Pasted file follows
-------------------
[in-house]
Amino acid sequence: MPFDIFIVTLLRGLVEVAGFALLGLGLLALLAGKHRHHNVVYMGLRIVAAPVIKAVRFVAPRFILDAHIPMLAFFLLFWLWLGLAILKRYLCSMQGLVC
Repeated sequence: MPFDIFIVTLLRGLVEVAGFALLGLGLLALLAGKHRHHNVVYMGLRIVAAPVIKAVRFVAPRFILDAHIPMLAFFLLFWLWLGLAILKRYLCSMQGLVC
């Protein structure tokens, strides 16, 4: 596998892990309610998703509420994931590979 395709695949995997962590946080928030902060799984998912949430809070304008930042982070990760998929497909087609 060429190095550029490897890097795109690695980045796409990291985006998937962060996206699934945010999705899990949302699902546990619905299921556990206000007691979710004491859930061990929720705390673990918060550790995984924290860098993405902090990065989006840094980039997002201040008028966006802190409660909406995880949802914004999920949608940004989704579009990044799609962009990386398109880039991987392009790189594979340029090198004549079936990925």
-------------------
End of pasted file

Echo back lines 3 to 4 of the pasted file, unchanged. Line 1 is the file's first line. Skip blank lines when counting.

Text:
Repeated sequence: MPFDIFIVTLLRGLVEVAGFALLGLGLLALLAGKHRHHNVVYMGLRIVAAPVIKAVRFVAPRFILDAHIPMLAFFLLFWLWLGLAILKRYLCSMQGLVC
């Protein structure tokens, strides 16, 4: 596998892990309610998703509420994931590979 395709695949995997962590946080928030902060799984998912949430809070304008930042982070990760998929497909087609 060429190095550029490897890097795109690695980045796409990291985006998937962060996206699934945010999705899990949302699902546990619905299921556990206000007691979710004491859930061990929720705390673990918060550790995984924290860098993405902090990065989006840094980039997002201040008028966006802190409660909406995880949802914004999920949608940004989704579009990044799609962009990386398109880039991987392009790189594979340029090198004549079936990925």